President Bush says people who want to put restrictions on U.S. trade with Mexico are isolationist. And he says he remains strongly opposed to efforts in the United States Congress to keep Mexican trucks off American roads. Mr. Bush defended his trade policy during a visit to the border state of New Mexico.

The President went before a group of Hispanic business owners in Albuquerque - a city with a strong Mexican-American heritage. He officially opened a job-training center, and spoke about the importance of strong economies on both sides of the U.S. border with Mexico. "We want our neighbors to be successful," the president said. "We understand that a poor neighbor is somebody who is going to be harder to deal with than a neighbor that is prospering. And that is why it is so important for us to tear down barriers and walls that might separate Mexico from the United States."

The biggest sticking point is whether Mexican trucks will be able to haul goods long distances on American roads under terms of the North American Free Trade Agreement. Opponents in Congress - and their allies in the labor union movement - are vowing to block access, saying the trucks are unsafe.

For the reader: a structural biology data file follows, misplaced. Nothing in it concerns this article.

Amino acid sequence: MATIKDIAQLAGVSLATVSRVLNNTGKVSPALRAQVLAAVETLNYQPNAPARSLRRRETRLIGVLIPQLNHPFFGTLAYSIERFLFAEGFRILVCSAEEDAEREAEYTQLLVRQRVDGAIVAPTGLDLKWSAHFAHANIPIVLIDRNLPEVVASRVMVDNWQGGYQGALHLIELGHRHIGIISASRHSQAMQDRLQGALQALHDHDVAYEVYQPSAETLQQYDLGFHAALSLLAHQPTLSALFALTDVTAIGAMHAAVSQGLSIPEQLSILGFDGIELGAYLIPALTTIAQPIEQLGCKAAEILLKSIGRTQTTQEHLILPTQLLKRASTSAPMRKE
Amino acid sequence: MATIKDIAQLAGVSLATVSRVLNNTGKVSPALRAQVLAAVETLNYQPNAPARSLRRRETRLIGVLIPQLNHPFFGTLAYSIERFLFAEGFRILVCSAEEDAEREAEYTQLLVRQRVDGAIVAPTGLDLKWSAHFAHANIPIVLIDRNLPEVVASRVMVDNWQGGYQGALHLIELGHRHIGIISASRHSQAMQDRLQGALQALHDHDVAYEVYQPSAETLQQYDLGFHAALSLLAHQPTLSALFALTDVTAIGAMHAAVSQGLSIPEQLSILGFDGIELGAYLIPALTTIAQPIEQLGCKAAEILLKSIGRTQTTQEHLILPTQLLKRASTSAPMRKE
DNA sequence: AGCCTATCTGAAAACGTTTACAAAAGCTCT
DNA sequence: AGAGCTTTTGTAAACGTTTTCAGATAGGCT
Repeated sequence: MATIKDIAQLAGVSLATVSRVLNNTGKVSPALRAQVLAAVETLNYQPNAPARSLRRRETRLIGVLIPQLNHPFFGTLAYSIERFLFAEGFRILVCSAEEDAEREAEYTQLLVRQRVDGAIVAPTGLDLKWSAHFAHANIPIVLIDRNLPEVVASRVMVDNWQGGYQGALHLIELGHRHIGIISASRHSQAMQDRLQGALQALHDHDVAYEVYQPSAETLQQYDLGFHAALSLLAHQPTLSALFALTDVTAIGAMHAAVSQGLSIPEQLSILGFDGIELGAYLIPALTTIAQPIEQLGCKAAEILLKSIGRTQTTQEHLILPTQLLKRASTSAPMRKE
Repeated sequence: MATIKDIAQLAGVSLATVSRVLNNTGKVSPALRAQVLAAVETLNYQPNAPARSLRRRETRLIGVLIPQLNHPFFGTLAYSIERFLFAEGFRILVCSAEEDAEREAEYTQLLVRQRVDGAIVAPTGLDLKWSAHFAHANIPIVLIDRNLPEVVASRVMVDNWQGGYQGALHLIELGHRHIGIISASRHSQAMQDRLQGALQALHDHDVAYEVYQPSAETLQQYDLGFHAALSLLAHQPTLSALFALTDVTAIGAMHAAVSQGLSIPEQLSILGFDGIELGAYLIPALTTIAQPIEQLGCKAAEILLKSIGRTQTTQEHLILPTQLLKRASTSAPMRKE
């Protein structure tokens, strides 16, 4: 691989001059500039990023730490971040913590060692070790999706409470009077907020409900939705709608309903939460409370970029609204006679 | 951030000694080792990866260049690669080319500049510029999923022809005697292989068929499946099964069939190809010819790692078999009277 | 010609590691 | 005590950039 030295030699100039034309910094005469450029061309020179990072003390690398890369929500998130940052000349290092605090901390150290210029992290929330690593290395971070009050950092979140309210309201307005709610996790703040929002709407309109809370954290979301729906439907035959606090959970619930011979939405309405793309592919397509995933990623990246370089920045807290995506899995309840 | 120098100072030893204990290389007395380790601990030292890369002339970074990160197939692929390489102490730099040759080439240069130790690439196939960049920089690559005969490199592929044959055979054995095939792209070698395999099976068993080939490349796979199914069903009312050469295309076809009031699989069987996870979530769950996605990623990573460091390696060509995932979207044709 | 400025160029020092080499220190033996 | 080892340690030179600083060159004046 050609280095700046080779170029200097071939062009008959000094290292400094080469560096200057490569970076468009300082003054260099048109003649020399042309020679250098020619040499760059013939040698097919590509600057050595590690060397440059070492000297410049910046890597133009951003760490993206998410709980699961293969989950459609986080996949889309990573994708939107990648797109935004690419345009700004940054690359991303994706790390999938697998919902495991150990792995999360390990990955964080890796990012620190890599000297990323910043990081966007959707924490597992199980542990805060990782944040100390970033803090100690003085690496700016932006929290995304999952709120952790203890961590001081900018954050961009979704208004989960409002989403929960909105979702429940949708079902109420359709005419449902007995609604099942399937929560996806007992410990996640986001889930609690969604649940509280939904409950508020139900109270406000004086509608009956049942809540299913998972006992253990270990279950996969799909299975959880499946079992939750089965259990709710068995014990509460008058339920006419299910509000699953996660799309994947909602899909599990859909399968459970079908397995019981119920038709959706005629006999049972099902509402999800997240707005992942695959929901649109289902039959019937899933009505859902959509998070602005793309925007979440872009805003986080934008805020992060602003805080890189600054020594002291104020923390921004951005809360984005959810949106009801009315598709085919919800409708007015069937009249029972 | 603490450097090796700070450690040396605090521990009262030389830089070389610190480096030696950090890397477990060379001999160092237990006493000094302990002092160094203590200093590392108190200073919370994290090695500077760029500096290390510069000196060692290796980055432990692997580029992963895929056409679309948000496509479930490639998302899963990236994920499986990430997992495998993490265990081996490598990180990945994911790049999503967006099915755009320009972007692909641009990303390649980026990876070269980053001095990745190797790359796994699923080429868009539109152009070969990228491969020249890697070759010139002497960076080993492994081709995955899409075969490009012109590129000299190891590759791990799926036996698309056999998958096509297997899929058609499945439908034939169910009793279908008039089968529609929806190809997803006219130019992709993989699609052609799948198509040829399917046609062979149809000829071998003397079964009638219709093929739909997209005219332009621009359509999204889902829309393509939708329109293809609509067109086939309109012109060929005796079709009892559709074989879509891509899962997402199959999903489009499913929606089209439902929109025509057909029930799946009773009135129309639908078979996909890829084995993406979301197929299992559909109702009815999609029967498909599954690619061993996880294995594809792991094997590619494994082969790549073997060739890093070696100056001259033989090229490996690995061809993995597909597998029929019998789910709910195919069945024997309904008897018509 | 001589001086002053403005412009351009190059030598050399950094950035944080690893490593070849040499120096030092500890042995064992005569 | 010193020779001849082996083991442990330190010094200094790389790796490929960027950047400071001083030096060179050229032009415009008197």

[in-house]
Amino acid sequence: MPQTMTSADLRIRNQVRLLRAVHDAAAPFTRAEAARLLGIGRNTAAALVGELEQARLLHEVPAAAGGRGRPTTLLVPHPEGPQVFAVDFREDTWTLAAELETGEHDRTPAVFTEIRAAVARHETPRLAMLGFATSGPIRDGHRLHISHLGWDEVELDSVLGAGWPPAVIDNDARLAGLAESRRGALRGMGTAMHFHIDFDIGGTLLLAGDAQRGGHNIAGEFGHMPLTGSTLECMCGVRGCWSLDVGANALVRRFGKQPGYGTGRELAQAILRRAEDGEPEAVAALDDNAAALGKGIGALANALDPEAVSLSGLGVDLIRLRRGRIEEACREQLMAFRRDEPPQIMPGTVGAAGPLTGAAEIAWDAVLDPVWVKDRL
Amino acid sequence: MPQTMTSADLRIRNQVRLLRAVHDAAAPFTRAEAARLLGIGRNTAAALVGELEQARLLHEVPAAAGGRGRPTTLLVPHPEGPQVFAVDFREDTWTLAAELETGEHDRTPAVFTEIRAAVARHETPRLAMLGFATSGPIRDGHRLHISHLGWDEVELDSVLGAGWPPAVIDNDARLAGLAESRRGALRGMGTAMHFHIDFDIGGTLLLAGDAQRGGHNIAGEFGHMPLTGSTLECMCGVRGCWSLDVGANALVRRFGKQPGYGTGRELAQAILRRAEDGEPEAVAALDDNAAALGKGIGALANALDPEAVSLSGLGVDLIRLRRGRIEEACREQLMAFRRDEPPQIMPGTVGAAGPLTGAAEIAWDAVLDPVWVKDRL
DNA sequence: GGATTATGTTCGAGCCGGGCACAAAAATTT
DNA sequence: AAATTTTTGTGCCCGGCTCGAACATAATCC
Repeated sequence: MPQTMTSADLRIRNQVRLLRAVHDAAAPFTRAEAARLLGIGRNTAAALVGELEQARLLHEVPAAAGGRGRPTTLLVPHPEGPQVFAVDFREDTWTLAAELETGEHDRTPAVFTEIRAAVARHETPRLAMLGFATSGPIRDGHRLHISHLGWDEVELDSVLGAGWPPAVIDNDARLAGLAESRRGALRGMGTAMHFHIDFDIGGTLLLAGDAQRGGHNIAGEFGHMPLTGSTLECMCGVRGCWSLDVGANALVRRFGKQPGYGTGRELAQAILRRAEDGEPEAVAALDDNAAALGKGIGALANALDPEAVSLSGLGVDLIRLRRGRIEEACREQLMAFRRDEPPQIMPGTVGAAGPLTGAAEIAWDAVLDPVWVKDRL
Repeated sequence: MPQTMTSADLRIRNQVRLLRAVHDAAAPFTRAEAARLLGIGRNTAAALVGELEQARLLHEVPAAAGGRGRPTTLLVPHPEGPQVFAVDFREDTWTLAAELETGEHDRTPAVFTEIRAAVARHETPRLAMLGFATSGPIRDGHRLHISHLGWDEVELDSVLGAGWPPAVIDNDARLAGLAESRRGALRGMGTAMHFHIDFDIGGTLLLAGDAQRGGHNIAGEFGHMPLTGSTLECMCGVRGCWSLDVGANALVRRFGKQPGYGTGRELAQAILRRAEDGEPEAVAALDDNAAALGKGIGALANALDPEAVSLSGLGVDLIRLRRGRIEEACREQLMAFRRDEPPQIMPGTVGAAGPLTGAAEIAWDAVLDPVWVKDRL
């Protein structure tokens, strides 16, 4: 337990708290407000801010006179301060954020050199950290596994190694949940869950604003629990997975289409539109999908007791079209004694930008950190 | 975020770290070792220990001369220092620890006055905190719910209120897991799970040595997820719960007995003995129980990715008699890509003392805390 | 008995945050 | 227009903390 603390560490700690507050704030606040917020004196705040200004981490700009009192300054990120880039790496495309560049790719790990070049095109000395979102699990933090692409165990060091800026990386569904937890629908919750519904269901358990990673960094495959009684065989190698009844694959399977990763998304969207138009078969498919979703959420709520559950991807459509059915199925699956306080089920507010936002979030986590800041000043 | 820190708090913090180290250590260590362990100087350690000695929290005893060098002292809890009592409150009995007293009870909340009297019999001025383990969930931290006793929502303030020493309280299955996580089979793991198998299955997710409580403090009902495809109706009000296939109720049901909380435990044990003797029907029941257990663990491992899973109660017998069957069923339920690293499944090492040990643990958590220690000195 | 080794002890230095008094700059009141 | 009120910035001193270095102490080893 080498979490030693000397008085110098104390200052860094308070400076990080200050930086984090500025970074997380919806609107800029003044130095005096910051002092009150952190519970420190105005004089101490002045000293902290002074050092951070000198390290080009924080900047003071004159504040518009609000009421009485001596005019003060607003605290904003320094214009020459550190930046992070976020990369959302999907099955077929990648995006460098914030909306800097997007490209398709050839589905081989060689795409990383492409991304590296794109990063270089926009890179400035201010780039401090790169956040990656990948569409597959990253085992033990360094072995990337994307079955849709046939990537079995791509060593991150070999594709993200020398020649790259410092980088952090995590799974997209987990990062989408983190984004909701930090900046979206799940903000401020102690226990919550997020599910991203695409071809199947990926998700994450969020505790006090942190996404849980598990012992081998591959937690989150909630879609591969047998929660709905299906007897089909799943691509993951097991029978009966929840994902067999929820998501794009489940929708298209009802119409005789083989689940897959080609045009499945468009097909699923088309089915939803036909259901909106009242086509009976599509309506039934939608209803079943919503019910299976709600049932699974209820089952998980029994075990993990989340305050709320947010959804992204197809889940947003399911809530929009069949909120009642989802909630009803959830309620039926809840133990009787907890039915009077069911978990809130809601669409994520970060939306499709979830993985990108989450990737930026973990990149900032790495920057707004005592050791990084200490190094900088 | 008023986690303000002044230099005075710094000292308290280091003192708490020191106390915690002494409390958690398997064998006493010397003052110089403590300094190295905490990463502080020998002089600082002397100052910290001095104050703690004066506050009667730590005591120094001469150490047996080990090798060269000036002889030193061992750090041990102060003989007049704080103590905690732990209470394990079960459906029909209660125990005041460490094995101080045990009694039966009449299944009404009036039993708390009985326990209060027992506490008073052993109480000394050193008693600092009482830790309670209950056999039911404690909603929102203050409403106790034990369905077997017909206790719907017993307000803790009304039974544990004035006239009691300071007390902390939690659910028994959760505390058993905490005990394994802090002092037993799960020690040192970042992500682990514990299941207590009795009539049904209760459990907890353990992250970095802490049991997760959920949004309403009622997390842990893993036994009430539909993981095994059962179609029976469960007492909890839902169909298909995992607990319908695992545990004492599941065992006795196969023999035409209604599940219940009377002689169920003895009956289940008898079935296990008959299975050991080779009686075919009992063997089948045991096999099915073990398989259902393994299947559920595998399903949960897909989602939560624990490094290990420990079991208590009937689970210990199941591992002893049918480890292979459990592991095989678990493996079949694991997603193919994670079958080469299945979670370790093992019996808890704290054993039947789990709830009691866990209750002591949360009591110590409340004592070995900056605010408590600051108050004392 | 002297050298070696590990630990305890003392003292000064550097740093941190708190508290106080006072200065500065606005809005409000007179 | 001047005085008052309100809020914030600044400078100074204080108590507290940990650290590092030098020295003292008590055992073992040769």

The President said their arguments are not sound. He said they are advocating an isolationist and protectionist course. "I say that if we are going to have NAFTA, we ought to enforce all of NAFTA. I believe strongly we can have safety on our highways without discriminating against our neighbors to the south," Mr. Bush said.

Mr. Bush seemed energized by the crowd at the job center, and slipped occasionally into Spanish as he talked about issues of importance to New Mexico and the Hispanic community.

The President has been making an all-out effort to court Hispanic voters -the fastest growing minority group in the United States. He said the American dream is their dream, pointing to the rising number of Hispanic owned businesses in the country. "One of the pieces of incredibly good news about America is the number of Latino businesses is increasing dramatically," he said. "The fastest growing business sectors in many of our states is the Hispanic owned businesses. That is good news for America."

Earlier in the day, Mr. Bush visited a school in Albuquerque that serves some of the poorest Hispanic neighborhoods in the city. He read to a class of seven and eight year olds, and addressed an assembly marking the start of the new school year.

The stop gave President Bush a chance to show a softer, more personal side. He sat in a circle with a group of children during the story telling session. And at the end of his brief remarks at the school assembly, Mr. Bush took questions from students and a few parents. One little boy asked the President if he was a good student as a child. Mr. Bush - who has joked at times about his lackluster academic record - responded with a laugh and a smile.